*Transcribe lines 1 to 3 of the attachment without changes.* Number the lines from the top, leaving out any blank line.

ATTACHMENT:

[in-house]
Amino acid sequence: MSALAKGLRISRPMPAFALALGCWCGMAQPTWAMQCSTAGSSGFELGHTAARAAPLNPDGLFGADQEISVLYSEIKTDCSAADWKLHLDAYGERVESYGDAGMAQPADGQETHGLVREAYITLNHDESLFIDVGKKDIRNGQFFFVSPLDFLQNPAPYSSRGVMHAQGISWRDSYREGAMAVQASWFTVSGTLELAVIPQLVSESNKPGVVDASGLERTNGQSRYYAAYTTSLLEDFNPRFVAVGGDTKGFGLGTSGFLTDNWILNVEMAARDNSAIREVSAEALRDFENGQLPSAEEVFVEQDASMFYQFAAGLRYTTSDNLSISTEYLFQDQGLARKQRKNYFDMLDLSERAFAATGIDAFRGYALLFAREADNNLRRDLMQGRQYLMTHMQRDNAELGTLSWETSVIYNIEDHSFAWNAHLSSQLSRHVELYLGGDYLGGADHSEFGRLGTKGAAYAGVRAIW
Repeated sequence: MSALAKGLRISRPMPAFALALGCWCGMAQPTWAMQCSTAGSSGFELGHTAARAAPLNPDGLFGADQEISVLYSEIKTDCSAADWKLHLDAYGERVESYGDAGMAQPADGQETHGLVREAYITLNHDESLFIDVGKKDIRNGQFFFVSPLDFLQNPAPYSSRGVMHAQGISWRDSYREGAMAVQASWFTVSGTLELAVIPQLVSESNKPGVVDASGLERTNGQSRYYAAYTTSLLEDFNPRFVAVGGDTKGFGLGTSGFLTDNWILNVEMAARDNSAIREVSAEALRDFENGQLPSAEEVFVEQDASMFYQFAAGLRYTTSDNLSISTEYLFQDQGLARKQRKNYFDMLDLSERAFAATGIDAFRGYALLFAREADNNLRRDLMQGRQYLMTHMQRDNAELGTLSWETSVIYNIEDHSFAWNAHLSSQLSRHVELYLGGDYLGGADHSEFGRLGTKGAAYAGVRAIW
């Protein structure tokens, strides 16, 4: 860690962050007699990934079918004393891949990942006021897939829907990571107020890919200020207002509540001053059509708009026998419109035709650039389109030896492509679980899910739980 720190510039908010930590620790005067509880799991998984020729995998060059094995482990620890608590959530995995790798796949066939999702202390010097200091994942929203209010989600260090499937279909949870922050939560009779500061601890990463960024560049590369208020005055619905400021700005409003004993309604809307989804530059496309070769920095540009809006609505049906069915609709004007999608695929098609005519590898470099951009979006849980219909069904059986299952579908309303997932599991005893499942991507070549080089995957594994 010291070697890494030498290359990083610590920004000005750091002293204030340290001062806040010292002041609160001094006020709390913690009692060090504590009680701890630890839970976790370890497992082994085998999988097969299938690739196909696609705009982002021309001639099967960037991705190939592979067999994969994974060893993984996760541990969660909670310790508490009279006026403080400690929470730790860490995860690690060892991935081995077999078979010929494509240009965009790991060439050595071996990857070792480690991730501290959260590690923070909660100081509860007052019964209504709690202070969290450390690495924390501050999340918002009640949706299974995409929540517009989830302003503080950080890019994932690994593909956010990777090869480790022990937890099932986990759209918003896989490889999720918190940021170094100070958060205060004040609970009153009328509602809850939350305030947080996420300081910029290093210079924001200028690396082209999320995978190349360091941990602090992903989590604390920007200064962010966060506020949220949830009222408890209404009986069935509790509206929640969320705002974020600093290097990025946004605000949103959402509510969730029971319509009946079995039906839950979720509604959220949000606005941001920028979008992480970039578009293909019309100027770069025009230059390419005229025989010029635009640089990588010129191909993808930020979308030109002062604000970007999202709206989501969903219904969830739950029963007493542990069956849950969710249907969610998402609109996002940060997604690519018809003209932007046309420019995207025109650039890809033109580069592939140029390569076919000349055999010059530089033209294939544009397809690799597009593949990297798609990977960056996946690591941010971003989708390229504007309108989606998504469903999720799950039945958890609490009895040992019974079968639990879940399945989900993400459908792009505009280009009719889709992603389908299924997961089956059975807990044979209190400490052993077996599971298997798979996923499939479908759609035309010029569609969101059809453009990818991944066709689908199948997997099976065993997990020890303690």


[in-house]
Amino acid sequence: MSALAKGLRISRPMPAFALALGCWCGMAQPTWAMQCSTAGSSGFELGHTAARAAPLNPDGLFGADQEISVLYSEIKTDCSAADWKLHLDAYGERVESYGDAGMAQPADGQETHGLVREAYITLNHDESLFIDVGKKDIRNGQFFFVSPLDFLQNPAPYSSRGVMHAQGISWRDSYREGAMAVQASWFTVSGTLELAVIPQLVSESNKPGVVDASGLERTNGQSRYYAAYTTSLLEDFNPRFVAVGGDTKGFGLGTSGFLTDNWILNVEMAARDNSAIREVSAEALRDFENGQLPSAEEVFVEQDASMFYQFAAGLRYTTSDNLSISTEYLFQDQGLARKQRKNYFDMLDLSERAFAATGIDAFRGYALLFAREADNNLRRDLMQGRQYLMTHMQRDNAELGTLSWETSVIYNIEDHSFAWNAHLSSQLSRHVELYLGGDYLGGADHSEFGRLGTKGAAYAGVRAIW
Repeated sequence: MSALAKGLRISRPMPAFALALGCWCGMAQPTWAMQCSTAGSSGFELGHTAARAAPLNPDGLFGADQEISVLYSEIKTDCSAADWKLHLDAYGERVESYGDAGMAQPADGQETHGLVREAYITLNHDESLFIDVGKKDIRNGQFFFVSPLDFLQNPAPYSSRGVMHAQGISWRDSYREGAMAVQASWFTVSGTLELAVIPQLVSESNKPGVVDASGLERTNGQSRYYAAYTTSLLEDFNPRFVAVGGDTKGFGLGTSGFLTDNWILNVEMAARDNSAIREVSAEALRDFENGQLPSAEEVFVEQDASMFYQFAAGLRYTTSDNLSISTEYLFQDQGLARKQRKNYFDMLDLSERAFAATGIDAFRGYALLFAREADNNLRRDLMQGRQYLMTHMQRDNAELGTLSWETSVIYNIEDHSFAWNAHLSSQLSRHVELYLGGDYLGGADHSEFGRLGTKGAAYAGVRAIW